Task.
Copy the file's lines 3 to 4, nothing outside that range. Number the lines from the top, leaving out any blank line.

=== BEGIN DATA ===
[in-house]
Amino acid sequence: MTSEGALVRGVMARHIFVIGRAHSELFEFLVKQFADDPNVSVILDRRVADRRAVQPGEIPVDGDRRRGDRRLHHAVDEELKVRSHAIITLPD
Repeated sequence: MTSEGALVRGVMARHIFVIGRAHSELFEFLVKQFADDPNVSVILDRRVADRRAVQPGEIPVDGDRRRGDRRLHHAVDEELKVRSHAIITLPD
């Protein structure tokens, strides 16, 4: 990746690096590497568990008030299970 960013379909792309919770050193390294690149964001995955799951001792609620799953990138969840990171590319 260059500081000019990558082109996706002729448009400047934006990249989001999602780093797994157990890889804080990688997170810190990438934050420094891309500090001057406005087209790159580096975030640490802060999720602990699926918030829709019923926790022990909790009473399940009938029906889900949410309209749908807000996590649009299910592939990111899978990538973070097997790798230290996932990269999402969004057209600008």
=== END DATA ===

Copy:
Repeated sequence: MTSEGALVRGVMARHIFVIGRAHSELFEFLVKQFADDPNVSVILDRRVADRRAVQPGEIPVDGDRRRGDRRLHHAVDEELKVRSHAIITLPD
């Protein structure tokens, strides 16, 4: 990746690096590497568990008030299970 960013379909792309919770050193390294690149964001995955799951001792609620799953990138969840990171590319 260059500081000019990558082109996706002729448009400047934006990249989001999602780093797994157990890889804080990688997170810190990438934050420094891309500090001057406005087209790159580096975030640490802060999720602990699926918030829709019923926790022990909790009473399940009938029906889900949410309209749908807000996590649009299910592939990111899978990538973070097997790798230290996932990269999402969004057209600008």